The not guilty verdict in the corruption trial of state Sen. Ulysses Currie clearly shows how we State House reporters have been wasting our time checking financial disclosure statements.

Dutifully – well, at least occasionally on a slow day — we would walk over to the 45 Calvert Street offices of the State Ethics Commission in Annapolis and ask to see the annual statements from elected and appointed officials.

To get the records, we’d hand over our driver’s license to be copied and pay 25 cents a page for documents that were often filed electronically, but not available over the Internet, the way they are in many states. Officials filling out the forms can ask to be notified when someone requests their financial disclosure forms. Some are notified by phone, I found out one day.

All of this is a waste of time. I did look at Currie’s forms some years, and would not have found anything. He never disclosed his long relationship with Shopper’s Food Warehouse, and his punishment for that has been absolutely nothing — except a year of embarrassment.

According to the many accounts we relayed in our daily State Roundup, many high placed friends and colleagues testified that Currie was a nice guy but disorganized. Not smart, but a coalition builder, a mentor and a friend.

That explains why he was never impressive on the Senate floor, inarticulate without a script. But that does not explain why he was corrupt.

A federal jury found him not guilty of a federal crime. I will not argue with folks who spent weeks judging this case at tremendous personal cost. Judge Richard Bennett gave them instructions for 90 minutes before they deliberated.

The federal public defenders did not argue with the facts of the case. Currie took a quarter million dollars to be a shill for a grocery chain, and he told no one about it – except, apparently, the IRS, confirming his incompetence.  On multiple occasions, Currie lobbied for his employer to get them special deals, traffic lights and road access.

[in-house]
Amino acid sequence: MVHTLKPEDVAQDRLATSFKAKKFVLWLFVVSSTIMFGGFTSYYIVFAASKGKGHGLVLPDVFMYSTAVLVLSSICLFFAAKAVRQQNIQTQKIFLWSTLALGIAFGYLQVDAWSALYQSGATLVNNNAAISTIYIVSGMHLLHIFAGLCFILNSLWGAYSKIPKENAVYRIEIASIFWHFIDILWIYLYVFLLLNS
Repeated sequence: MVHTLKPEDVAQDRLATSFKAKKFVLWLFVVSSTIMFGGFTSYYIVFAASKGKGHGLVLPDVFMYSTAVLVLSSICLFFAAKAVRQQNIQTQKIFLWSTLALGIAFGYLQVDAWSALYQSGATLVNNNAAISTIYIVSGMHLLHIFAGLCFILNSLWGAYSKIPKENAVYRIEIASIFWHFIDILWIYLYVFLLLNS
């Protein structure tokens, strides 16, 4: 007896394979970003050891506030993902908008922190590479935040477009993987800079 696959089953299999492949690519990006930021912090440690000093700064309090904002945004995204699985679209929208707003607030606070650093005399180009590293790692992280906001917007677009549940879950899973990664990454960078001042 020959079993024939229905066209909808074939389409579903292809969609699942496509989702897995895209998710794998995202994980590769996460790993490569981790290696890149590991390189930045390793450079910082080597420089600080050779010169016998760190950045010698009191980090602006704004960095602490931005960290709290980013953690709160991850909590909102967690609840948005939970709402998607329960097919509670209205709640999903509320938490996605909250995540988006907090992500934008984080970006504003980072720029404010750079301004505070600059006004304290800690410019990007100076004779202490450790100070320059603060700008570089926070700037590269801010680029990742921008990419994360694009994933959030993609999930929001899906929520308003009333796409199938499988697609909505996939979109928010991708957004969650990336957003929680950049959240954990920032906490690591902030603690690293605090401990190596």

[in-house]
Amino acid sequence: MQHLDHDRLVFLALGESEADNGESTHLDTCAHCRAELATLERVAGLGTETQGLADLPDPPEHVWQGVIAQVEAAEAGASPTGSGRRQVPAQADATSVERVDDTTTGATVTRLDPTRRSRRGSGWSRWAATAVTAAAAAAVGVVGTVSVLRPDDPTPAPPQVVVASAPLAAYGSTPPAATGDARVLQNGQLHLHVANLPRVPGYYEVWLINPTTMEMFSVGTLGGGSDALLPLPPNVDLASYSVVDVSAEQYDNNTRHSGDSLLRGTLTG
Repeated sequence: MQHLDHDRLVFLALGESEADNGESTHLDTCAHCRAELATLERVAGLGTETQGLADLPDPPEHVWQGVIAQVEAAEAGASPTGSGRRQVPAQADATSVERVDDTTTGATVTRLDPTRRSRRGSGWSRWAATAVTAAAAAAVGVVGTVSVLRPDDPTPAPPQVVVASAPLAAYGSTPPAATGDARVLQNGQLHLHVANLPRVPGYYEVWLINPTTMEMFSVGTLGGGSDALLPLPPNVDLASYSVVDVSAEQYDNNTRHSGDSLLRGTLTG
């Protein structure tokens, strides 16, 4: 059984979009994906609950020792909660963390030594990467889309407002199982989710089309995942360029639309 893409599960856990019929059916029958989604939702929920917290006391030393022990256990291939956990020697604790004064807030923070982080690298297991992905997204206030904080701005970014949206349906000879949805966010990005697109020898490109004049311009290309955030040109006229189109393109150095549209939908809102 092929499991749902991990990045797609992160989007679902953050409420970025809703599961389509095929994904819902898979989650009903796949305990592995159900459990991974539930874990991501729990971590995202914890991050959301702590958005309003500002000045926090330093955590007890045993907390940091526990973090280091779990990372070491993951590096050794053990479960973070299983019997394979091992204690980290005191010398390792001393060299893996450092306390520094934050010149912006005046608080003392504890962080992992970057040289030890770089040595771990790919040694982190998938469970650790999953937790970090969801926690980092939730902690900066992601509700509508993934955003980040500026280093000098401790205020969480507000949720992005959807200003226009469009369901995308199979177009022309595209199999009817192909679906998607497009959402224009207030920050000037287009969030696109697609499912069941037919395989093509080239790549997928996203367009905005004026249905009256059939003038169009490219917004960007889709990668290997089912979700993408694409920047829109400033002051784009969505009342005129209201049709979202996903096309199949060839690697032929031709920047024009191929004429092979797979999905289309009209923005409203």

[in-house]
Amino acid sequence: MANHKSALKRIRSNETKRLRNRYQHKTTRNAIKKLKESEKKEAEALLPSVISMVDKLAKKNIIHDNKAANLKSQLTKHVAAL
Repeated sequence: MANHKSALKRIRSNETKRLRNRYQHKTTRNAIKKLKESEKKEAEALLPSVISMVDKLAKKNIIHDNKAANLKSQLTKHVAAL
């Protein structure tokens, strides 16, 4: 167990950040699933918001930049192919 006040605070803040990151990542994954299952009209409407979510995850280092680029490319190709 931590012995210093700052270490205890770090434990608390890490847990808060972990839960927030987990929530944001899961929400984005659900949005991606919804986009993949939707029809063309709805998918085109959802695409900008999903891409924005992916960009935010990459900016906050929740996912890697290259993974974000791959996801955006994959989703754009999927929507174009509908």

To their credit, officials of the State Highway Administration and the Department of Transportation refused several times to cave under Currie’s blatant pressure.

The Baltimore Sun has an eloquent editorial  explaining why Currie should be expelled. It concludes:

“A jury has concluded that what he did does not amount to criminal activity — but it is still wrong. The public deserves a legislature that holds itself to a higher standard than legal guilt or innocence. If we are to have any confidence that Mr. Currie’s conduct is not standard operating procedure in Annapolis, the Senate must act swiftly and decisively, and nothing short of his removal from the legislature and an overhaul of ethics laws will do.”

Many legislators go to bat for constituents and businesses with state agencies. They see that as their proper role as elected representatives. But they do not get paid extra for this advocacy, and they shouldn’t.

If what Currie did is acceptable to the Senate, then the body accepts corruption. They should stop filing their useless financial disclosure forms, and their conflict of interest disclaimers.

The members of the Joint Ethics Committee have the whole trial record taken under oath in federal court. His expulsion may be too harsh for them to swallow. But if Currie’s behavior is acceptable, then the whole place is suspect.

–Len Lazarick